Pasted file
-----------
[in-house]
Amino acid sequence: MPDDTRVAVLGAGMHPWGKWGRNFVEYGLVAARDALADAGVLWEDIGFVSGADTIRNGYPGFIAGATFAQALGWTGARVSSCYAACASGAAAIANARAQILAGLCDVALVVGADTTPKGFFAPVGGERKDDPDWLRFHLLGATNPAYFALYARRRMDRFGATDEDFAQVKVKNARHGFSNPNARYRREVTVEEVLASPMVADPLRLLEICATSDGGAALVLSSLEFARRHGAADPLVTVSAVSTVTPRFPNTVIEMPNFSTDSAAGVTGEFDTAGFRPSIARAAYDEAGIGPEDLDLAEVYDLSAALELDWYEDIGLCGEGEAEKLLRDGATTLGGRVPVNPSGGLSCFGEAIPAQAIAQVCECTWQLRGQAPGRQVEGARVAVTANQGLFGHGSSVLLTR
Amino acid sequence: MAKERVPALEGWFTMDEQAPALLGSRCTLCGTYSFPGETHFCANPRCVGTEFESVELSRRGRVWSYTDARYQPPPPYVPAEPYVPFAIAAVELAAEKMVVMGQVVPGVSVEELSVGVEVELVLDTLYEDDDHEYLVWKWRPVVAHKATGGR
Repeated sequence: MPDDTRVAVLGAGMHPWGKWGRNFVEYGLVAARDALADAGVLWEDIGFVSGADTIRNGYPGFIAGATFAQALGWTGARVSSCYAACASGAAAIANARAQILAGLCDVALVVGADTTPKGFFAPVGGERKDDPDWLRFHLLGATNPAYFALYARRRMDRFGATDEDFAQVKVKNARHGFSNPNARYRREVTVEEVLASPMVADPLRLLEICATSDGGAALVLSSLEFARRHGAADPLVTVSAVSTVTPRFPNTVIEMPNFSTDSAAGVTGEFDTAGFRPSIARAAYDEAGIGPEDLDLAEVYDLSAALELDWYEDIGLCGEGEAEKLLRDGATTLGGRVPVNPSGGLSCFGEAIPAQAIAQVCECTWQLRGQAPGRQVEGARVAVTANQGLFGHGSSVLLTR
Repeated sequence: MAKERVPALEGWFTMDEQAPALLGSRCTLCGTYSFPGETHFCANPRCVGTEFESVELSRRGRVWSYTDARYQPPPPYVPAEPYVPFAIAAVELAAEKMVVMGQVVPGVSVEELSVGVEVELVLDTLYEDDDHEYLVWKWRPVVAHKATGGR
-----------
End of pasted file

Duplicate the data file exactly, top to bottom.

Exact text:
[in-house]
Amino acid sequence: MPDDTRVAVLGAGMHPWGKWGRNFVEYGLVAARDALADAGVLWEDIGFVSGADTIRNGYPGFIAGATFAQALGWTGARVSSCYAACASGAAAIANARAQILAGLCDVALVVGADTTPKGFFAPVGGERKDDPDWLRFHLLGATNPAYFALYARRRMDRFGATDEDFAQVKVKNARHGFSNPNARYRREVTVEEVLASPMVADPLRLLEICATSDGGAALVLSSLEFARRHGAADPLVTVSAVSTVTPRFPNTVIEMPNFSTDSAAGVTGEFDTAGFRPSIARAAYDEAGIGPEDLDLAEVYDLSAALELDWYEDIGLCGEGEAEKLLRDGATTLGGRVPVNPSGGLSCFGEAIPAQAIAQVCECTWQLRGQAPGRQVEGARVAVTANQGLFGHGSSVLLTR
Amino acid sequence: MAKERVPALEGWFTMDEQAPALLGSRCTLCGTYSFPGETHFCANPRCVGTEFESVELSRRGRVWSYTDARYQPPPPYVPAEPYVPFAIAAVELAAEKMVVMGQVVPGVSVEELSVGVEVELVLDTLYEDDDHEYLVWKWRPVVAHKATGGR
Repeated sequence: MPDDTRVAVLGAGMHPWGKWGRNFVEYGLVAARDALADAGVLWEDIGFVSGADTIRNGYPGFIAGATFAQALGWTGARVSSCYAACASGAAAIANARAQILAGLCDVALVVGADTTPKGFFAPVGGERKDDPDWLRFHLLGATNPAYFALYARRRMDRFGATDEDFAQVKVKNARHGFSNPNARYRREVTVEEVLASPMVADPLRLLEICATSDGGAALVLSSLEFARRHGAADPLVTVSAVSTVTPRFPNTVIEMPNFSTDSAAGVTGEFDTAGFRPSIARAAYDEAGIGPEDLDLAEVYDLSAALELDWYEDIGLCGEGEAEKLLRDGATTLGGRVPVNPSGGLSCFGEAIPAQAIAQVCECTWQLRGQAPGRQVEGARVAVTANQGLFGHGSSVLLTR
Repeated sequence: MAKERVPALEGWFTMDEQAPALLGSRCTLCGTYSFPGETHFCANPRCVGTEFESVELSRRGRVWSYTDARYQPPPPYVPAEPYVPFAIAAVELAAEKMVVMGQVVPGVSVEELSVGVEVELVLDTLYEDDDHEYLVWKWRPVVAHKATGGR